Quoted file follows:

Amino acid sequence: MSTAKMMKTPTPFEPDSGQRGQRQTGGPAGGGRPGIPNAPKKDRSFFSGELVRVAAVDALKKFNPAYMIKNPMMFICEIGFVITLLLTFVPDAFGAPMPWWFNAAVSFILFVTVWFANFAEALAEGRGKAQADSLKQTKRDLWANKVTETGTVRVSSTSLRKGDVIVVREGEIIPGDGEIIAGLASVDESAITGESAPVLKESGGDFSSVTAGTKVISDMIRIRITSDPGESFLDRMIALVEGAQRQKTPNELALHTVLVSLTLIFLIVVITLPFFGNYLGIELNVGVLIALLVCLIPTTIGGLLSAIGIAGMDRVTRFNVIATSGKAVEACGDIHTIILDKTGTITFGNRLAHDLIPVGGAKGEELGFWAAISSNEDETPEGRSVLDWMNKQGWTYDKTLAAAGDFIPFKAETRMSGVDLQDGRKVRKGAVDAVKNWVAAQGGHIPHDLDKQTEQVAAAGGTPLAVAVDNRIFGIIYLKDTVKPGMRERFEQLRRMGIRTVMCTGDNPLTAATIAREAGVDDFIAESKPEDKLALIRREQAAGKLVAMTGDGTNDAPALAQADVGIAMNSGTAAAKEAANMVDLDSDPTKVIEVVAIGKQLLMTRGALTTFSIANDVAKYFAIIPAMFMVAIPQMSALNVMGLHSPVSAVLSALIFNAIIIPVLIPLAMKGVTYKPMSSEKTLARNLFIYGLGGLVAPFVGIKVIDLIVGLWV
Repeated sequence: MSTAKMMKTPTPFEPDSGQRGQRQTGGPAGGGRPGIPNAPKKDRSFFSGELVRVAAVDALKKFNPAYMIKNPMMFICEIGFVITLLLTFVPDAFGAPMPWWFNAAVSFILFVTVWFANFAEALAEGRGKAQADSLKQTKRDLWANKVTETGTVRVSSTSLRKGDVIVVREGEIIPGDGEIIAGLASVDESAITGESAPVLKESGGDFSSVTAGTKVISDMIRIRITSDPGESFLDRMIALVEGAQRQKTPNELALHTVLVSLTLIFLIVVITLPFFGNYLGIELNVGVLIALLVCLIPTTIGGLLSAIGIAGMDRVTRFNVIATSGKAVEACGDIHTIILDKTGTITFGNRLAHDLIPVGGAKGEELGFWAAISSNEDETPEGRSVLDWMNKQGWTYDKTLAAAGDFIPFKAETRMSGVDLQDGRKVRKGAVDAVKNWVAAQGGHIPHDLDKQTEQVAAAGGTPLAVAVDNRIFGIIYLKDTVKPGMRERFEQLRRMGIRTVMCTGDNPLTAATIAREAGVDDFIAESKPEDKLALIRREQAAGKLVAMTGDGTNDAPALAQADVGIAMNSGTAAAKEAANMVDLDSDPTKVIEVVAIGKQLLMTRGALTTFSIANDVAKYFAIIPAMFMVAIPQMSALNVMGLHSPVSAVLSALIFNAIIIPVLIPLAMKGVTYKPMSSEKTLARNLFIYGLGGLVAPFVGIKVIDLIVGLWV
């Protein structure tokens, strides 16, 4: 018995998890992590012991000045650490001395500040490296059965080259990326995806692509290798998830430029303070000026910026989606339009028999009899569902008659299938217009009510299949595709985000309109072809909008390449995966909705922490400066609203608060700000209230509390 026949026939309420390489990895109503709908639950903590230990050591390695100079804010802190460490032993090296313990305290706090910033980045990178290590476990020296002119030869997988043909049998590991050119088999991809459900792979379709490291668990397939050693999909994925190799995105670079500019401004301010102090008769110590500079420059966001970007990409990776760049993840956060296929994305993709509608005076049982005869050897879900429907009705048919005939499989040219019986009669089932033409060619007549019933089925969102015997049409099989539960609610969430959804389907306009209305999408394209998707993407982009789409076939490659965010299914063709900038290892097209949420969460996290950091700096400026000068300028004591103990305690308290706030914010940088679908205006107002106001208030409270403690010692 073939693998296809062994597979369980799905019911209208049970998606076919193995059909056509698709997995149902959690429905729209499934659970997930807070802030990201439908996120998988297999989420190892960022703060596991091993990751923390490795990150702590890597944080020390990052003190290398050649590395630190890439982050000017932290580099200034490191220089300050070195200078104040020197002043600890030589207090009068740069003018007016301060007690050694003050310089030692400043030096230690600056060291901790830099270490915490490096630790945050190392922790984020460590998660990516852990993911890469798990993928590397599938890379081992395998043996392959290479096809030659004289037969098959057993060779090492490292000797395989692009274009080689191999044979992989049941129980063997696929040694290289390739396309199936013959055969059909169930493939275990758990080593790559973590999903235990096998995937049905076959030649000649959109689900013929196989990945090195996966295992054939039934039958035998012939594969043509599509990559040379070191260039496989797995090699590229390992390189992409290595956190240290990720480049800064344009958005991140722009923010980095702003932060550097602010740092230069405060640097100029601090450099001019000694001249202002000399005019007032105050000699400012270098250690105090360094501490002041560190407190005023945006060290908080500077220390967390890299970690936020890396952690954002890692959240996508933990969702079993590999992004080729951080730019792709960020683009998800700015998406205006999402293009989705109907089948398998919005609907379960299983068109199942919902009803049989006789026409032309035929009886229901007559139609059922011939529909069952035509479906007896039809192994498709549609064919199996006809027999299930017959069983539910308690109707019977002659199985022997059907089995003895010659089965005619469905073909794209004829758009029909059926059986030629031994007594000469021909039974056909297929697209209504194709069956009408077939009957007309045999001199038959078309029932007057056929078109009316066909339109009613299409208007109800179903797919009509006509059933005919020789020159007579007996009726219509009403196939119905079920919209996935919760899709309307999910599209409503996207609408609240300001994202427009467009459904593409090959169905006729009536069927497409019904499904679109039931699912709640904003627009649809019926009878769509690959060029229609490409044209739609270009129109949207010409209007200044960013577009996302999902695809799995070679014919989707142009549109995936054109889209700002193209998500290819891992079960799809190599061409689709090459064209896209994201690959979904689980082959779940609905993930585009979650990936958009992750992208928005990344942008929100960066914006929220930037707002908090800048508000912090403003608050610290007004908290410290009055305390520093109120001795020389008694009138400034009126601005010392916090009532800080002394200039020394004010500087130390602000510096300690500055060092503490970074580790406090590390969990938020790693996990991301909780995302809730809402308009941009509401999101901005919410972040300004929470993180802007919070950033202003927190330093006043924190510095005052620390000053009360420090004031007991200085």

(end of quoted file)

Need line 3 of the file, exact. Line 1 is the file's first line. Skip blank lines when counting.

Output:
């Protein structure tokens, strides 16, 4: 018995998890992590012991000045650490001395500040490296059965080259990326995806692509290798998830430029303070000026910026989606339009028999009899569902008659299938217009009510299949595709985000309109072809909008390449995966909705922490400066609203608060700000209230509390 026949026939309420390489990895109503709908639950903590230990050591390695100079804010802190460490032993090296313990305290706090910033980045990178290590476990020296002119030869997988043909049998590991050119088999991809459900792979379709490291668990397939050693999909994925190799995105670079500019401004301010102090008769110590500079420059966001970007990409990776760049993840956060296929994305993709509608005076049982005869050897879900429907009705048919005939499989040219019986009669089932033409060619007549019933089925969102015997049409099989539960609610969430959804389907306009209305999408394209998707993407982009789409076939490659965010299914063709900038290892097209949420969460996290950091700096400026000068300028004591103990305690308290706030914010940088679908205006107002106001208030409270403690010692 073939693998296809062994597979369980799905019911209208049970998606076919193995059909056509698709997995149902959690429905729209499934659970997930807070802030990201439908996120998988297999989420190892960022703060596991091993990751923390490795990150702590890597944080020390990052003190290398050649590395630190890439982050000017932290580099200034490191220089300050070195200078104040020197002043600890030589207090009068740069003018007016301060007690050694003050310089030692400043030096230690600056060291901790830099270490915490490096630790945050190392922790984020460590998660990516852990993911890469798990993928590397599938890379081992395998043996392959290479096809030659004289037969098959057993060779090492490292000797395989692009274009080689191999044979992989049941129980063997696929040694290289390739396309199936013959055969059909169930493939275990758990080593790559973590999903235990096998995937049905076959030649000649959109689900013929196989990945090195996966295992054939039934039958035998012939594969043509599509990559040379070191260039496989797995090699590229390992390189992409290595956190240290990720480049800064344009958005991140722009923010980095702003932060550097602010740092230069405060640097100029601090450099001019000694001249202002000399005019007032105050000699400012270098250690105090360094501490002041560190407190005023945006060290908080500077220390967390890299970690936020890396952690954002890692959240996508933990969702079993590999992004080729951080730019792709960020683009998800700015998406205006999402293009989705109907089948398998919005609907379960299983068109199942919902009803049989006789026409032309035929009886229901007559139609059922011939529909069952035509479906007896039809192994498709549609064919199996006809027999299930017959069983539910308690109707019977002659199985022997059907089995003895010659089965005619469905073909794209004829758009029909059926059986030629031994007594000469021909039974056909297929697209209504194709069956009408077939009957007309045999001199038959078309029932007057056929078109009316066909339109009613299409208007109800179903797919009509006509059933005919020789020159007579007996009726219509009403196939119905079920919209996935919760899709309307999910599209409503996207609408609240300001994202427009467009459904593409090959169905006729009536069927497409019904499904679109039931699912709640904003627009649809019926009878769509690959060029229609490409044209739609270009129109949207010409209007200044960013577009996302999902695809799995070679014919989707142009549109995936054109889209700002193209998500290819891992079960799809190599061409689709090459064209896209994201690959979904689980082959779940609905993930585009979650990936958009992750992208928005990344942008929100960066914006929220930037707002908090800048508000912090403003608050610290007004908290410290009055305390520093109120001795020389008694009138400034009126601005010392916090009532800080002394200039020394004010500087130390602000510096300690500055060092503490970074580790406090590390969990938020790693996990991301909780995302809730809402308009941009509401999101901005919410972040300004929470993180802007919070950033202003927190330093006043924190510095005052620390000053009360420090004031007991200085």